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21 October 2021 - Case of the Month #508

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Thanks to Drs. Kristina Doytcheva and Jennifer A. Bennett, University of Chicago Medical Center, Chicago, Illinois (USA) for contributing this case and the discussion and to Dr. Blake Gilks, University of British Columbia, Vancouver, British Columbia (Canada), for reviewing the discussion.


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Case of the Month #508

Clinical history:
The patient is a 32 year old G7P7007 woman with a history of symptomatic uterine fibroids who presented for a total abdominal hysterectomy and bilateral salpingectomy. CT of the upper abdomen and pelvis revealed an enlarged uterus, 17.1 cm in greatest dimension with hypervascular lesions likely representing fibroids.

Histopathology images:

What is your diagnosis?

Click here for diagnosis, test question and discussion:

Diagnosis: Fumarate hydratase deficient (FH-d) leiomyoma

Test question (answer at the end):
What morphologic feature is suggestive of a FH-d leiomyoma?

A. > 10 mitoses per 10 high power fields
B. Myxoid stroma
C. Permeative (tongue-like) myometrial invasion
D. Prominent macronucleoli with perinucleolar halos
E. Tumor cell necrosis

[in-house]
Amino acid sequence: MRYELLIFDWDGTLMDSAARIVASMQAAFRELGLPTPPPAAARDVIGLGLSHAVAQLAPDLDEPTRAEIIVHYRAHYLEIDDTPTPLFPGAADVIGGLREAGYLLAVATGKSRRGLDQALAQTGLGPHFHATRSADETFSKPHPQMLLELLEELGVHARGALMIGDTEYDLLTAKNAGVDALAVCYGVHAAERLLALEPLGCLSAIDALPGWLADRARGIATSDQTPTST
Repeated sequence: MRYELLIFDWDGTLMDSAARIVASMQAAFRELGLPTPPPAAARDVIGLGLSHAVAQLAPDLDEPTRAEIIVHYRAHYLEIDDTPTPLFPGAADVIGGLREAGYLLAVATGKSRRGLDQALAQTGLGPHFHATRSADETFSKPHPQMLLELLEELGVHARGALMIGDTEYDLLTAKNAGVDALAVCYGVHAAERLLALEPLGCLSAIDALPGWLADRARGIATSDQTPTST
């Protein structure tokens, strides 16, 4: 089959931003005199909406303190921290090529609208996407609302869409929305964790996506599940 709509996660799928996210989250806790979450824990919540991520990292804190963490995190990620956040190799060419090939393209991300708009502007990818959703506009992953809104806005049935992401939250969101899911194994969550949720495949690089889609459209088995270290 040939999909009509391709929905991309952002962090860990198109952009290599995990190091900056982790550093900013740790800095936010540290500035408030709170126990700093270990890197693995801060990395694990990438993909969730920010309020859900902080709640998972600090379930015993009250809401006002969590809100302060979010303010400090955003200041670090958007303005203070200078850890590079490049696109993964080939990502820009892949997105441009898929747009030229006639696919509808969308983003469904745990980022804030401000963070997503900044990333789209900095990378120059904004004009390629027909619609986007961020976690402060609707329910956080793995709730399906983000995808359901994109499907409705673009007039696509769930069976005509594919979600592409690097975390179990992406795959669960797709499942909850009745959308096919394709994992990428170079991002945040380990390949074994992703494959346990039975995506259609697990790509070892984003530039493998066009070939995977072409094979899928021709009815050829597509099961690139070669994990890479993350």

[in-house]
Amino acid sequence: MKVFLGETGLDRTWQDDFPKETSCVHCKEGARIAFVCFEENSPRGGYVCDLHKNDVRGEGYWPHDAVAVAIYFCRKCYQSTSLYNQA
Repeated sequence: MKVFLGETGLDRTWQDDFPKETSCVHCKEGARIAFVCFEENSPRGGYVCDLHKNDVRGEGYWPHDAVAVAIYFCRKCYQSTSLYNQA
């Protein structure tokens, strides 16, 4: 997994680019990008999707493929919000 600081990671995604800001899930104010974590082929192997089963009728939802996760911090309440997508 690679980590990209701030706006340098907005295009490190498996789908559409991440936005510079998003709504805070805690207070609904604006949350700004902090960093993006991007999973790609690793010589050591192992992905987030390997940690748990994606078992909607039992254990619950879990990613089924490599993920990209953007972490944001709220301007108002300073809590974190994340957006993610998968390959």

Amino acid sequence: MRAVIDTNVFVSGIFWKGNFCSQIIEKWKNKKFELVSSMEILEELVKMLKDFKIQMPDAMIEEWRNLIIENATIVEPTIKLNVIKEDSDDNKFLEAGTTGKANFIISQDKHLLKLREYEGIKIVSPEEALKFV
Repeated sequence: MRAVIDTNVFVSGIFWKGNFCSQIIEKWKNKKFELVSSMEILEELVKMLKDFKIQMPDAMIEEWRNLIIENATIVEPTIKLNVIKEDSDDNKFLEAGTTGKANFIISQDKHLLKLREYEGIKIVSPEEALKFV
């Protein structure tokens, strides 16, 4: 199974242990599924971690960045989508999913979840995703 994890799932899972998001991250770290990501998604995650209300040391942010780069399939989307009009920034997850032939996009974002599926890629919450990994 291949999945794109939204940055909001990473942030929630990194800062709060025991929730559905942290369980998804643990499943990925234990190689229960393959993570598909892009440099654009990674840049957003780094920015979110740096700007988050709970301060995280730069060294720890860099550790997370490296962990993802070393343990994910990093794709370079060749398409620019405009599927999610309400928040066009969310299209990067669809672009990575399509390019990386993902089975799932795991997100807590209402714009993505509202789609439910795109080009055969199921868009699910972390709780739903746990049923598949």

Uterine leiomyomas are the most common tumor of the female reproductive tract. Fumarate hydratase deficient (FH-d) leiomyomas are characterized by staghorn blood vessels, an alveolar pattern of edema, eosinophilic cytoplasmic globules and prominent macronuclei with perinuclear halos (Am J Surg Pathol 2019;43:639, WHO Classification of Tumours Editorial Board: Female Genital Tumours, 5th Edition, 2020). Bizarre nuclei may be present. These tumors often show loss of FH staining by immunohistochemistry, however, a subset shows retained expression. Therefore, complete loss of FH is helpful in the diagnosis, while retained expression does not exclude the entity (Am J Surg Pathol 2019;43:1170).

FH is essential in the Krebs cycle, as it converts fumarate to malate. If either a somatic or germline FH mutation is present, fumarate accumulates in the cell and exerts downstream effects, such as succination of cysteine residues on proteins and activation of hypoxia inducible factor 1 (HIF-1) (Mod Pathol 2014;27:1020). It has been reported that up to 1.6% of all leiomyomas are of the FH-d variant (Am J Surg Pathol 2016;40:1661) and, if a germline mutation is present, the leiomyoma is a component of hereditary leiomyomatosis and renal cell carcinoma (HLRCC) syndrome. This is an autosomal dominant syndrome of patients predisposed to the development of cutaneous and uterine leiomyomas, as well as an aggressive form of renal cell carcinoma (Cancer Genet 2012;205:377). Uterine leiomyomas in these patients are diagnosed at a mean age of 28 years and most women undergo myomectomy or hysterectomy in their thirties and 15% develop aggressive renal cell carcinomas, usually diagnosed between 37 and 44 years (Am J Surg Pathol 2016;40:865). Therefore, being able to morphologically identify FH-d leiomyomas can triage a patient for genetic testing and appropriate management if needed.

The patient had germline genetic testing and was found to harbor a FH variant of uncertain clinical significance. She is currently undergoing annual renal ultrasounds.

Test question answer:

D. Prominent macronucleoli with perinucleolar halos

Image 01 Image 02